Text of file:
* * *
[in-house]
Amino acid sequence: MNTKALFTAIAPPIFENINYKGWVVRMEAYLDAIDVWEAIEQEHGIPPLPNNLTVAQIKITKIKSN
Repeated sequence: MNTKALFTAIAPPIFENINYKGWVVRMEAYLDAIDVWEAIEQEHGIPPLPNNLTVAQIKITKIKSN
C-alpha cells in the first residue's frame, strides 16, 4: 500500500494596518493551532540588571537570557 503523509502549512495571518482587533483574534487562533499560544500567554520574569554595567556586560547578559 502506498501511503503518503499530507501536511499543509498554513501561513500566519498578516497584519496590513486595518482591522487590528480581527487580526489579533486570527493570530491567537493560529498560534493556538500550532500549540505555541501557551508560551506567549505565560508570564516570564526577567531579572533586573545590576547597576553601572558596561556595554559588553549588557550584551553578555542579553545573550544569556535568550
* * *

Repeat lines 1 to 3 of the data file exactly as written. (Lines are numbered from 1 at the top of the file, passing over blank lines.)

[in-house]
Amino acid sequence: MNTKALFTAIAPPIFENINYKGWVVRMEAYLDAIDVWEAIEQEHGIPPLPNNLTVAQIKITKIKSN
Repeated sequence: MNTKALFTAIAPPIFENINYKGWVVRMEAYLDAIDVWEAIEQEHGIPPLPNNLTVAQIKITKIKSN